By Claire Walla
If you drove past the windmill in Sag Harbor last Sunday, you may have noticed a sign.
“F*** Obama, Occupy.” (Missing letters included.)
It produced at least one angry call to the Sag Harbor Village Police station, which reported the incident as an “offensive sign.” Whether you like it or not — and whether or not you agree with this sentiment — they’re back.
After a few-month hiatus, the group of activists associated with the national Occupy Wall Street (OWS) movement, known locally as Occupy East End (OEE), took to the Sag Harbor windmill last Sunday, March 25 to reinstate efforts to, well, occupy the Hamptons.
The group had been meeting in the Lutheran Church in Bridgehampton for much of the winter, due to the seasonal chill. But now they’re back here in Sag Harbor, where their efforts to gather support are much more visible.
This reemergence, which last week drew a crowd of about 10, follows in the wake of major Occupy rumblings in New York City, where OWS protestors effectively created another protest encampment in Union Square at 14th Street.
OEE members Shannone Ball and Matt Laspia were there last Friday night when police officers shut down Union Square from the hours of 1 to 6 a.m. While the two OEE members condemned the actions of the NYC police officers, who, dressed in riot gear, barricaded people out of the park, Ball and Laspia said the fight to change the U.S. banking system and instill more equality was still going strong.
And they want the East End to follow suit.
Ball, who largely facilitated last Sunday’s meeting, spoke on behalf of the Direct Action Working Group, of which she is a part.
“I’m trying to put together a map of the 1 percent, where they live, so we can protest them,” Ball said. “They vacation in our resort town and they deplete our resources.”
Protesting might include standing outside these locations with picket signs. The details aren’t really clear. Ball said she’s also in the process of making a list of people who dock their boats in Sag Harbor; the people who, as Ball described them, “continue to commit crimes and not be responsible for them.”
The thrust of the Occupy movement has focused on the U.S. banking industry, which protesters in large part blame for the economic collapse of 2008 and the continually growing divide between rich and poor in this country.
“We don’t want to occupy The American Hotel, we love The American Hotel,” Ball clarified during the meeting. “But, if Lloyd Blankfein [CEO and Chairman of Goldman Sachs] is eating there, we have to be there.”
Ball further articulated the group’s intentions by saying its efforts are not aimed at creating a “lynch mob” mentality. Rather, the goal is to foster “productive direct actions.”
In addition to picketing, this could include protest marches.
Southampton resident Bob Shainwald supported that notion when he explained he had attended a march in Port Jefferson the previous Saturday, which had attracted a crowd of about 80 people, “mainly my age, all white,” he added.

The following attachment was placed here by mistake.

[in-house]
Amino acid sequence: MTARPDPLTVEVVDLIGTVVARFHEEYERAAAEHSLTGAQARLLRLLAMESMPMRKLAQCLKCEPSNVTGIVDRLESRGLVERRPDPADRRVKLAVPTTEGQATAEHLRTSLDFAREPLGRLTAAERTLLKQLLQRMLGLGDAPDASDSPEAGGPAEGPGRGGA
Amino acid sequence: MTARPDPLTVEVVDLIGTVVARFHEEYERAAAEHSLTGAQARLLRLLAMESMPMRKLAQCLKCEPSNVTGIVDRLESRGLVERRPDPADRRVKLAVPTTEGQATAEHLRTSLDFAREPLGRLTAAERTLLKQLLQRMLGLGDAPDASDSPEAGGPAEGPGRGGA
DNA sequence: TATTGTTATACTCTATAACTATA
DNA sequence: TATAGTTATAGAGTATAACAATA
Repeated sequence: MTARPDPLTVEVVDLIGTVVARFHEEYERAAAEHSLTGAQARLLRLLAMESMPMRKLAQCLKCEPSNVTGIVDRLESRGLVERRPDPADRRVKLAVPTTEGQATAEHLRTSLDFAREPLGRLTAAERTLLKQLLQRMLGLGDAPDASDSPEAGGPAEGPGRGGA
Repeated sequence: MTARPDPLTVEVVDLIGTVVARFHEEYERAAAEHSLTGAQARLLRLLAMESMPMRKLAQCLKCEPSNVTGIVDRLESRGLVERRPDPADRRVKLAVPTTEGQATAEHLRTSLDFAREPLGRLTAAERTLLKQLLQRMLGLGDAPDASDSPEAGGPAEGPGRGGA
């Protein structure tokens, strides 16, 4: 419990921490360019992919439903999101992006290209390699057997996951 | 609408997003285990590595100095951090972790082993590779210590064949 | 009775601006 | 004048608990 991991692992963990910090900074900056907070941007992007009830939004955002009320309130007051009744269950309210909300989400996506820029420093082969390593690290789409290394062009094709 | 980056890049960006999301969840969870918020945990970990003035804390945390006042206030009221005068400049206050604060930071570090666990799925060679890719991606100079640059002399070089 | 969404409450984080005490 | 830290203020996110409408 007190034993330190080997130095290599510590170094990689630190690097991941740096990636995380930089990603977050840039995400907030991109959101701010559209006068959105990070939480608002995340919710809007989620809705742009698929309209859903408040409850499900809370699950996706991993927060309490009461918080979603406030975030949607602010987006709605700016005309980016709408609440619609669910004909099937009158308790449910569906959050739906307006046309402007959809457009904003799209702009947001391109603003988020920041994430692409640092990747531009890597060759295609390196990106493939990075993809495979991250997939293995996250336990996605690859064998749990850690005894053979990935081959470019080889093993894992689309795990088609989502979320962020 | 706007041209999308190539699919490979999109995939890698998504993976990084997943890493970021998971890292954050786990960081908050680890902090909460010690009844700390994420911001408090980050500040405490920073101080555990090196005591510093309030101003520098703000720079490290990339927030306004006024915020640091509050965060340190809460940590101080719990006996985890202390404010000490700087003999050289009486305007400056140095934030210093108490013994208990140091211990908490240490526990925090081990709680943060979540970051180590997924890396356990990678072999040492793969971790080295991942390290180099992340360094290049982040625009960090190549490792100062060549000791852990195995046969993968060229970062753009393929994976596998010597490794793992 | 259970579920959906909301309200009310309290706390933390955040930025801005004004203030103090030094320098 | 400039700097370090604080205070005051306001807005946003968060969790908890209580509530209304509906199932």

It was a silent march through the downtown section of the waterfront town, held primarily to mark the anniversary of the war in Iraq.
While last Sunday’s OEE meeting was not exactly well attended — according to group organizer Larry Darcey there are upwards of 25 active members the group — the meeting still followed procedures outlined by OWS.
The group went through committee reports, group members used hand signals to support comments or interrupt words that didn’t follow protocol, and the meeting ended with a portion called “soapbox,” during which all members were invited to share opinions.
Last week the group didn’t have much to report; members primarily focused on the name shifting from “Occupy the Hamptons” to “Occupy the East End,” a change that was voted in the week prior. The group will exist under both headings until April 18, when the name change will be official.
OEE member Michael Clarjen-Arconada, part of the East End Clean Water Working Group, said “We want to focus on clean water to find permanent solutions to the problem of water pollution.”
Because water and food and education, he concluded, should be “free for all!”
Picking up where Clarjen-Arconada left off, Matt Laspia — who is also part of a grassroots organization called Produce in the Projects — said that every Sunday he would make an effort to bring fresh vegetables to the meetings. They would be free to all in attendance. (His pick-up truck, parked at the curb beside the windmill, displayed a sign that read: “Free Kale.”)
Produce in the Projects is an organization that teams up with homeowners across Long Island and Queens to dig-up lawns and replant a variety of vegetables.
“They take half and we take half,” Laspia said.
All 10 members standing around Laspia raised their arms and wiggled their fingers to show their support.
The group will be meeting next Sunday, April 1 at 2 p.m. at the windmill.